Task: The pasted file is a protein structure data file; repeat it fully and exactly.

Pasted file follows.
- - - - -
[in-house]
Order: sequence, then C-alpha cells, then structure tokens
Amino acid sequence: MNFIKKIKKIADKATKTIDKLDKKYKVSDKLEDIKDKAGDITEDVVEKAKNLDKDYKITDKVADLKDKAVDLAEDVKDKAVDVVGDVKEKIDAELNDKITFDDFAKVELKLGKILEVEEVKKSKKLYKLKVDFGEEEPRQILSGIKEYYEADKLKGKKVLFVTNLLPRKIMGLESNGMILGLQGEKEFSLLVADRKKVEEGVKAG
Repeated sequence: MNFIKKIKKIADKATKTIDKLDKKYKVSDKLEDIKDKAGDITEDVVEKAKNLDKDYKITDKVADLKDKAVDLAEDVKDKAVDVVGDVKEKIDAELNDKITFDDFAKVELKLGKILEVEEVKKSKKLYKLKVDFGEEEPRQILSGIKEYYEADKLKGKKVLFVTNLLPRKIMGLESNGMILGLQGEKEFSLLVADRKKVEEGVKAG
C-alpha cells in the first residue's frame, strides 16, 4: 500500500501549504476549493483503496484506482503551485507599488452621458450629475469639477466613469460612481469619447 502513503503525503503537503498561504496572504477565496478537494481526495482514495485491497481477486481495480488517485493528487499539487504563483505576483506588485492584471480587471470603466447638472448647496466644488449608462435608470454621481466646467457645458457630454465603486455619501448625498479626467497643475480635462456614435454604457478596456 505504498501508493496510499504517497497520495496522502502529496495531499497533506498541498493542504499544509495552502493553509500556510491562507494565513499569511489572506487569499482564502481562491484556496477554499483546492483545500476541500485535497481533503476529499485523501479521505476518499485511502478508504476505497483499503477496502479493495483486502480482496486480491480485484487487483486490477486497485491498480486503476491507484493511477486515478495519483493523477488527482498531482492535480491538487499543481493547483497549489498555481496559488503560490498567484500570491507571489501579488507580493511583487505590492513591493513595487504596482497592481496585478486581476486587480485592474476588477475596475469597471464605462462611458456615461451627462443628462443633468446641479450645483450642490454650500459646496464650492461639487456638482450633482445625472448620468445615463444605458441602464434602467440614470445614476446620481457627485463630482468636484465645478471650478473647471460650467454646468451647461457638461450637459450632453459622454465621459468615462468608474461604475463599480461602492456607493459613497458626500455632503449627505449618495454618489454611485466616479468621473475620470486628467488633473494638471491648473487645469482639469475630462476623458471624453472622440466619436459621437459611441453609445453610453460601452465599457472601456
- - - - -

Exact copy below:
[in-house]
Order: sequence, then C-alpha cells, then structure tokens
Amino acid sequence: MNFIKKIKKIADKATKTIDKLDKKYKVSDKLEDIKDKAGDITEDVVEKAKNLDKDYKITDKVADLKDKAVDLAEDVKDKAVDVVGDVKEKIDAELNDKITFDDFAKVELKLGKILEVEEVKKSKKLYKLKVDFGEEEPRQILSGIKEYYEADKLKGKKVLFVTNLLPRKIMGLESNGMILGLQGEKEFSLLVADRKKVEEGVKAG
Repeated sequence: MNFIKKIKKIADKATKTIDKLDKKYKVSDKLEDIKDKAGDITEDVVEKAKNLDKDYKITDKVADLKDKAVDLAEDVKDKAVDVVGDVKEKIDAELNDKITFDDFAKVELKLGKILEVEEVKKSKKLYKLKVDFGEEEPRQILSGIKEYYEADKLKGKKVLFVTNLLPRKIMGLESNGMILGLQGEKEFSLLVADRKKVEEGVKAG
C-alpha cells in the first residue's frame, strides 16, 4: 500500500501549504476549493483503496484506482503551485507599488452621458450629475469639477466613469460612481469619447 502513503503525503503537503498561504496572504477565496478537494481526495482514495485491497481477486481495480488517485493528487499539487504563483505576483506588485492584471480587471470603466447638472448647496466644488449608462435608470454621481466646467457645458457630454465603486455619501448625498479626467497643475480635462456614435454604457478596456 505504498501508493496510499504517497497520495496522502502529496495531499497533506498541498493542504499544509495552502493553509500556510491562507494565513499569511489572506487569499482564502481562491484556496477554499483546492483545500476541500485535497481533503476529499485523501479521505476518499485511502478508504476505497483499503477496502479493495483486502480482496486480491480485484487487483486490477486497485491498480486503476491507484493511477486515478495519483493523477488527482498531482492535480491538487499543481493547483497549489498555481496559488503560490498567484500570491507571489501579488507580493511583487505590492513591493513595487504596482497592481496585478486581476486587480485592474476588477475596475469597471464605462462611458456615461451627462443628462443633468446641479450645483450642490454650500459646496464650492461639487456638482450633482445625472448620468445615463444605458441602464434602467440614470445614476446620481457627485463630482468636484465645478471650478473647471460650467454646468451647461457638461450637459450632453459622454465621459468615462468608474461604475463599480461602492456607493459613497458626500455632503449627505449618495454618489454611485466616479468621473475620470486628467488633473494638471491648473487645469482639469475630462476623458471624453472622440466619436459621437459611441453609445453610453460601452465599457472601456